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Sagan and Dideriksen victorious in Doha 2016

George Wallis-Ryder
17 Oct 2016

Two bunch sprints results in the Slovak and Dane earning rainbow stripes in the Qatari desert.

Both the men’s and women’s elite races came down to a bunch sprint, with Peter Sagan and Amalie Dideriksen emerging as the 2016 World Champions. 

Women’s Elite Race 

Saturday’s women’s event saw a strong Dutch team animate the race with numerous attacks, before moving the team to the front of the peloton into the final kilometres. Amber Neben, the newly crowned Individual Time Trial champion, launched a late solo break that looked like securing double rainbow bands for the American, if only for a moment. It was not to be however, as defending champion Lizzie Deignan, and the Great Britain team, worked with the Australians and the Dutch to pull back the 50-second deficit. 

Coming into the final kilometre, the Dutch team formed one of the most impressive sprint trains in years, with Annemiek van Vleuten, Olympic Champion Anna van der Breggen and three-times world champion Marianne Vos leading out Kristen Wild. Dideriksen held the Dutch wheel and when only Wild remained, came around the left side of the pre-race favourite to snatch victory. GB’s Lizzie Deignan was fourth over the line but first to congratulate the new world champion.

‘I dreamed of this. But today I had such good teammates, who even brought me back too after a crash. I chose Wild's wheel in the sprint. Winning here is a surprise for me too,’ said Amalie Dideriksen after winning the World Championship.

Men’s Elite Race

For all the talk of the desert heat, the men’s elite race was defined early on by crosswinds, allowing a final group of just 26 to contest a sprint finish in which Peter Sagan came out on top.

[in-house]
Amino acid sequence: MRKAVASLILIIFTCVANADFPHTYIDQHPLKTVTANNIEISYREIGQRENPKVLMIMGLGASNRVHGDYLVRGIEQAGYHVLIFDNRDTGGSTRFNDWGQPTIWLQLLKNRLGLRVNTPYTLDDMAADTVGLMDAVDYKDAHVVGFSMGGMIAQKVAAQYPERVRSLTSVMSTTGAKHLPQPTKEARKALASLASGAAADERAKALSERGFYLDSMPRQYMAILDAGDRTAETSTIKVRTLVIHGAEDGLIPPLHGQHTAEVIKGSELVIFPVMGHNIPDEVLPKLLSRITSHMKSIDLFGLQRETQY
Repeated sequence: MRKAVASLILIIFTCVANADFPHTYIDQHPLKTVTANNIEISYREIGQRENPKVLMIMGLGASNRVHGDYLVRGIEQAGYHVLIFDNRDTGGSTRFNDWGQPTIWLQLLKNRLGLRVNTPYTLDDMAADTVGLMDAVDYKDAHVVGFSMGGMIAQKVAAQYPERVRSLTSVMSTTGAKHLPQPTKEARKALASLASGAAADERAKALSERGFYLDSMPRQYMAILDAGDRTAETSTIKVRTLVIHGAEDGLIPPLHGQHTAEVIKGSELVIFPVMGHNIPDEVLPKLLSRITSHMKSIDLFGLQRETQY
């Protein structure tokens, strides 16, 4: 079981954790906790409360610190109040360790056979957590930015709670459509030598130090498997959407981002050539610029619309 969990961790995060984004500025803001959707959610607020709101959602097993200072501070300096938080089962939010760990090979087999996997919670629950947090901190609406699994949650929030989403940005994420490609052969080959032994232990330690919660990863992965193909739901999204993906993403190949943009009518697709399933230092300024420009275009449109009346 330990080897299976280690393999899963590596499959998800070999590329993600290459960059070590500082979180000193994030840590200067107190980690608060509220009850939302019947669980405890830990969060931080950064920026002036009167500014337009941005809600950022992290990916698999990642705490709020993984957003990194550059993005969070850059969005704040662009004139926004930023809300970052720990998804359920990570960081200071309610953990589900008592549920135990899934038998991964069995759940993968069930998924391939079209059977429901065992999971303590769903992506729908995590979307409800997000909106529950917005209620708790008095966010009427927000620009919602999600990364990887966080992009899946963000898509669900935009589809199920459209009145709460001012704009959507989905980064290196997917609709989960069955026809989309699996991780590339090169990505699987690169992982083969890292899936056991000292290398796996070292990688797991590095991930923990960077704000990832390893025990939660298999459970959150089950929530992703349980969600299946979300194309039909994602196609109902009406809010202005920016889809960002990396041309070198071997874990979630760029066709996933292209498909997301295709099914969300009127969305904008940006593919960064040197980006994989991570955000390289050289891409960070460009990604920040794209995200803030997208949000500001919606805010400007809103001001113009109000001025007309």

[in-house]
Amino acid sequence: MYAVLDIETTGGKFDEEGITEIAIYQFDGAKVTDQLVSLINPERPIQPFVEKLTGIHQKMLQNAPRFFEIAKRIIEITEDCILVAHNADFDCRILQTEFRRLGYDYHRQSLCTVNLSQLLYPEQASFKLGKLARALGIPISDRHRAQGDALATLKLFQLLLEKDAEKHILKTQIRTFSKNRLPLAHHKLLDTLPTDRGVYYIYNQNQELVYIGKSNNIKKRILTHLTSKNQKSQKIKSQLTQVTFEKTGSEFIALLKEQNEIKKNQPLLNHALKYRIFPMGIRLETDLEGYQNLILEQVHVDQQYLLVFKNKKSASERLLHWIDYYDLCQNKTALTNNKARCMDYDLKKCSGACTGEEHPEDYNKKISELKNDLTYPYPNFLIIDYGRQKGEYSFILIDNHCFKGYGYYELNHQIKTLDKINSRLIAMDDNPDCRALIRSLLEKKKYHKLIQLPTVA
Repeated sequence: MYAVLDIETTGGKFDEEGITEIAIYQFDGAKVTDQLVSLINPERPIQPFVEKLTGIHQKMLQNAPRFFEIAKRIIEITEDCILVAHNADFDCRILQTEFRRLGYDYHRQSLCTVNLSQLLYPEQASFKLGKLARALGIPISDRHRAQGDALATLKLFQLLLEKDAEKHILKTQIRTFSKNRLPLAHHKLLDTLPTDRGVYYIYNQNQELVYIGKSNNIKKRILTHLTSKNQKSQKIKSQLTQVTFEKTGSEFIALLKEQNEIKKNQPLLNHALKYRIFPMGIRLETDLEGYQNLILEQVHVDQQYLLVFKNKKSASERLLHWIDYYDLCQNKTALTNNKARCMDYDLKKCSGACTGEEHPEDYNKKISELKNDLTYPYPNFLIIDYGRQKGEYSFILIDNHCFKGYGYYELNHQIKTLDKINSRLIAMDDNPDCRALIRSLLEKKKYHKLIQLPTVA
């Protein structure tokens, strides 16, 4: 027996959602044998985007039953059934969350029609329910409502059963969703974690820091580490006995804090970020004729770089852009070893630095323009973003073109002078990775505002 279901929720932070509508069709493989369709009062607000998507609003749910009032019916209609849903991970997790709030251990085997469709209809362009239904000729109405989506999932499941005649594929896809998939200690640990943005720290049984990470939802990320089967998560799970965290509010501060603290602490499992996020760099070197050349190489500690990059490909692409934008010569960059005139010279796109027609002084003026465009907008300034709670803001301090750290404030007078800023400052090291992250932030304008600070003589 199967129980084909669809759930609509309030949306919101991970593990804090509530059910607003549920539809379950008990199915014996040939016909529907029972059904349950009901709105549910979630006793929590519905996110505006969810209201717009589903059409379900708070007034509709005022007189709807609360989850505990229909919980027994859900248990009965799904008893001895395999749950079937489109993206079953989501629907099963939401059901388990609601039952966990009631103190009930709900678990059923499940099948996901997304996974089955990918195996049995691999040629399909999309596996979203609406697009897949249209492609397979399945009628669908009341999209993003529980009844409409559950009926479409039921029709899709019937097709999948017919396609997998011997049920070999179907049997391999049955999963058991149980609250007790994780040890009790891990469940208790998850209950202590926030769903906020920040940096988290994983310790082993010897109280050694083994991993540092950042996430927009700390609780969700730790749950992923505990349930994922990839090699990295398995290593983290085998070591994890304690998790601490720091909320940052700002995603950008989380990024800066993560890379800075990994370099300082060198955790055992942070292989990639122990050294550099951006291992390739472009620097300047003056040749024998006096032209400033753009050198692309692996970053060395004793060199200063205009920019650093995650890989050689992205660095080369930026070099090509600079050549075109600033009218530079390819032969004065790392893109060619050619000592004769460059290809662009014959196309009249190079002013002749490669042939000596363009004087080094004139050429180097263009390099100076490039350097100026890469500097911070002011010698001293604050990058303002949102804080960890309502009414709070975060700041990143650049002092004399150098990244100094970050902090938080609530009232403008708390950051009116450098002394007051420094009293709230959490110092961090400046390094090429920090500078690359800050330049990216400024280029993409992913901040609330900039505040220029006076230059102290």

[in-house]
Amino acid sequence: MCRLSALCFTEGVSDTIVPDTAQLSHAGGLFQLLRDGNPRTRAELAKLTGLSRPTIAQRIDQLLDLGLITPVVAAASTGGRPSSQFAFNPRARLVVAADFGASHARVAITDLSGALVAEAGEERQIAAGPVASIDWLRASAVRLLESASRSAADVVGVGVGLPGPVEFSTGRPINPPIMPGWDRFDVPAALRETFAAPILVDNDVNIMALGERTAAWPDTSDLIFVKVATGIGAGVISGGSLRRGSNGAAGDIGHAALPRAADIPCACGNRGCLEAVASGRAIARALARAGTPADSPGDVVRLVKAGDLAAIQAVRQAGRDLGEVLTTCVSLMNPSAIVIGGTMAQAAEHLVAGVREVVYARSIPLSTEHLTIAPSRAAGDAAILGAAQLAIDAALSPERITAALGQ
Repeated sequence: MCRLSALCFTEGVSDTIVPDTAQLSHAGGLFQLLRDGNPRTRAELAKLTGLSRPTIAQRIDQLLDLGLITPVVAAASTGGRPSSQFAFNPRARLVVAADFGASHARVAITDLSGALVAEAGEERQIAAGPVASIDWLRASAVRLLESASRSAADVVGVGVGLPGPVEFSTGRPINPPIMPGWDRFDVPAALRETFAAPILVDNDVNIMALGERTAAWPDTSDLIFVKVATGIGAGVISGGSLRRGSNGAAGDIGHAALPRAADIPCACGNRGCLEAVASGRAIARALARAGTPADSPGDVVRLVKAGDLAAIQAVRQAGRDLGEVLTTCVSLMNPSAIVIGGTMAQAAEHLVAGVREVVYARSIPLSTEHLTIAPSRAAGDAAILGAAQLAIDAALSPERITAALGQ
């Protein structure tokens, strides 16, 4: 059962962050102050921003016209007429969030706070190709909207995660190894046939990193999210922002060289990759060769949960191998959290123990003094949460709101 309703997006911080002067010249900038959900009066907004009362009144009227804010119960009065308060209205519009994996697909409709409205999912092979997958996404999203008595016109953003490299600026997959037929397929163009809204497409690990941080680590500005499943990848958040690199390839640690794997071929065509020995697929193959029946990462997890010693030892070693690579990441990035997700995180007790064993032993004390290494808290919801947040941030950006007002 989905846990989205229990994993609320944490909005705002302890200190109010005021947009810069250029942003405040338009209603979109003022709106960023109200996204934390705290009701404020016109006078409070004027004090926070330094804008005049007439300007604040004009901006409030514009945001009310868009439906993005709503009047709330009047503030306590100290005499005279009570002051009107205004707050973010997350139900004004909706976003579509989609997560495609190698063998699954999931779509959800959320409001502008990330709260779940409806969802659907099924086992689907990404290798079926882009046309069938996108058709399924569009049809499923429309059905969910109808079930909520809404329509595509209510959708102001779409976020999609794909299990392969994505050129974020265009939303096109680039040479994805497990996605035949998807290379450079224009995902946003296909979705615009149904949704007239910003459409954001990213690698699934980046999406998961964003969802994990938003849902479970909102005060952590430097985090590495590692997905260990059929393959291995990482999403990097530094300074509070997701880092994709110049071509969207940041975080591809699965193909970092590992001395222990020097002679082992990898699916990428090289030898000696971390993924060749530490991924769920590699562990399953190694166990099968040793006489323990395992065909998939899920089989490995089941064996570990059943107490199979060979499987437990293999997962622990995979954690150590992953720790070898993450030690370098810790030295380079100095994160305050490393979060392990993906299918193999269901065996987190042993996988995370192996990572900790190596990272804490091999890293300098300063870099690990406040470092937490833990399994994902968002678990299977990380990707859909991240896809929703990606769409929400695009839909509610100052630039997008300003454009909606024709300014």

With 75km raced, strong winds sparked the Belgian team into action, tearing the peloton apart as they headed back towards Doha. Perhaps the biggest victims of the split were Germany and France, with Greipel, Kittel, Bouhanni and Démare all failing to make the break. Belgium held the strongest position, with six riders in the front group, along with three Italians and three Norwegians. Mark Cavendish and Adam Blythe were the only British riders left to contest the finale after Luke Rowe punctured, along with Peter Sagan and Michal Kolar for company.

Within the last five kilometres, the final solo attempts at victory began, as Niki Terpstra made a move only to have it quickly shut down by Olympic champion Greg van Avermaet. It looked like the bunch was content with a sprint finish, however Dutch rider Tom Leezer had other ideas, sprinting out of a corner and quickly opening up a five-second gap as he passed the Flamme Rouge. The group stalled as Belgum, Norway and Italy were seemingly unwilling to sacrifice leadout men to chase down the Dutchman, but once GVA took to the front it became clear that Leezer’s attempt would be in vain.

Tom Boonen, a pre-race favourite, was one of the first to open up his sprint with 300 metres to go, surging past both of the remaining Italians. Mark Cavendish had spent much of the race sat on Peter Sagan’s wheel and stayed glued to it as teammate Adam Blythe began his leadout. The Manxman became unstuck however as he and Sagan took different paths around Italian Jacopo Guarnieri. Cavendish momentarily lost speed as he became stuck behind Michael Matthews, which was enough to hand Sagan the victory.

Sagan finished almost a bike length ahead of second place Cavendish, who was left banging his handlebars in frustration, before congratulating the victor. Sagan becomes the first rider since Paolo Bettini in 2007 to defend the rainbow jersey, and only the sixth man ever to do so. Boonen rounded out the podium, making it the first time a World Championship podium has been made up entirely of ex World Champions. 

Sagan said after the race, ‘I'm very happy because there was a crosswind and I was the last one to make the first group...I don't believe it. I'm still in shock.’

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